Two marine tugboats that were sunk at the dock after a ship crashed into them have been recovered from the bottom of the Mersey River in Tasmania.
AAL Shipping has undertaken a salvage operation to remove the two tugs from the river in Devonport on the north-west coast of Tasmania that had been sunk by a cement carrier in January.
New South Wales based emergency response, salvage and environmental support specialist, United Salvage, engaged AAL to supply a vessel from its longstanding Asia to Australia East Coast Liner Service. The AAL Melbourne a 31,000DWT 700 tonne heavy lift vessel was chosen for the job, and was able to not only salvage the tugs, but also transported them to Brisbane.
“United Salvage originally planned to use a floating crane and barge to recover these tugs,” said Chris Yabsley, chartering manager at AAL Australia.
“However, once we demonstrated that our A-Class vessel could not only recover the tugs but also transport them back up the East Coast for delivery to Brisbane, it was clear that AAL would be the perfect partner.”
The first tug, the 420 tonne York Cove, was pulled out of the Mersey on August 7th using the AAL Melbourne’s two port-mounted cranes working in tandem. The tug had to have large holes cut into its hull to allow trapped water and sediment to drain.
The second tug, the 455 tonne Campbell Cove, was recovered and loaded onto the AAL Melbourne a few days later. Both tugs were lashed to the weather deck of the ‘mega size’ vessel in preparation for their onward shipment to Brisbane, using specifically designed cradles.
The recovery was carefully planned and modelled over several months and involved collaboration with several key stakeholders including United Salvage, TasPorts and cargo insurers. The Australia Maritime Safety Authority (AMSA) was required to confirm calculations.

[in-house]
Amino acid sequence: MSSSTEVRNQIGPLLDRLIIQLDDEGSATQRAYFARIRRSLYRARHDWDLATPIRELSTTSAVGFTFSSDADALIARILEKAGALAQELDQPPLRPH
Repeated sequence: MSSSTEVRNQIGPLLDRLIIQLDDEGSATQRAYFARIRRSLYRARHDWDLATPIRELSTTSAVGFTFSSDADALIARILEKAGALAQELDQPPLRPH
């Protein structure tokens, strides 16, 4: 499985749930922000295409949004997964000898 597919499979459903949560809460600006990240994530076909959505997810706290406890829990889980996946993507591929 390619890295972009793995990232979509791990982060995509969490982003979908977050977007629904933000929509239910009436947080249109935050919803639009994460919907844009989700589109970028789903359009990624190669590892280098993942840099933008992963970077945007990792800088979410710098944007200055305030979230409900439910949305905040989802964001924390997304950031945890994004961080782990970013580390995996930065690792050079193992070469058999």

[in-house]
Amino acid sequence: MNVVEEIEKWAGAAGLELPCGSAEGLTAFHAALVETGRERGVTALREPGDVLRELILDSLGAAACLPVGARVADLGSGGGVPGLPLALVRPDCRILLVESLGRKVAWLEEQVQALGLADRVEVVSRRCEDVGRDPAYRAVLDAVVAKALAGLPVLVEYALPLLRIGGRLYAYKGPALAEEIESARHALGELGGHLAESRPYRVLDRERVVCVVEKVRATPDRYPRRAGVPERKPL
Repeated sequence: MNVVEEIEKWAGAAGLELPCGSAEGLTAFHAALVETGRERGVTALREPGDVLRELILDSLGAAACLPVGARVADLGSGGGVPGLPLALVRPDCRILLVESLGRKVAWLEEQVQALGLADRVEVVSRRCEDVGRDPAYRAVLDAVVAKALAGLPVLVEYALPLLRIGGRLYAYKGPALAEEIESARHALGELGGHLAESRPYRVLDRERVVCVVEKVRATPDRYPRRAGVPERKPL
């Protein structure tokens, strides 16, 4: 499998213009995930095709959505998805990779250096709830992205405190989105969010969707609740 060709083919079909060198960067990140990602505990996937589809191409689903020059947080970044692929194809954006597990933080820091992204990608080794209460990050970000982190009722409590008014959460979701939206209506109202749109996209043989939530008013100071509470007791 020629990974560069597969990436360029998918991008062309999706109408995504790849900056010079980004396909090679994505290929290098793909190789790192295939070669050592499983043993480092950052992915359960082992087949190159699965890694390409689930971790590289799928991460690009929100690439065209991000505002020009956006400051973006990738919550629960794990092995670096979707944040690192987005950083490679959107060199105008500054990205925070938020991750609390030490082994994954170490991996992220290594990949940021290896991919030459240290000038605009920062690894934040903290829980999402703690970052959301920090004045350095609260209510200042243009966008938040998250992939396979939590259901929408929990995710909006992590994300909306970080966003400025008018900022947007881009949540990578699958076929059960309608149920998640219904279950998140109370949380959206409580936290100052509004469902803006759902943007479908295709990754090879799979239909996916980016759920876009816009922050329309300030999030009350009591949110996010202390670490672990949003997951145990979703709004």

“Lifting took time as the tugs weighed significantly more than expected, due to trapped water and fuel. Working throughout the evening on the second tug, the full weight of the tug stayed on our ship’s cranes overnight – awaiting the salvage company to pump out whatever was still trapped inside her,” said Nicola Pacifico, head of transport engineering at AAL.
Yabsley added, “As the proposed position of our vessel during the salvage operation impacted the swing basin for critical port operations needed to keep Tasmanian supply chains open, we worked closely with the Harbour Master and Pilots to avoid impacting other port movements. The removal of the sunken tugs allows Devonport to return to normal operations.”
TasPorts CEO Anthony Donald estimated that more than 100 people worked on the project. “We not only had the significant challenge of tide and weather, but also the natural eddies in the area and potential marine pollution,” he said. “TasPorts worked closely with EPA Tasmania, which had representatives on site to advise on environmental management. The insurers and salvors, that have extensive international experience, say it was one of the most complex salvage activities they have ever undertaken. The salvage itself was slow and deliberate and reflects the detailed and collaborative planning that was required to complete the operation successfully.”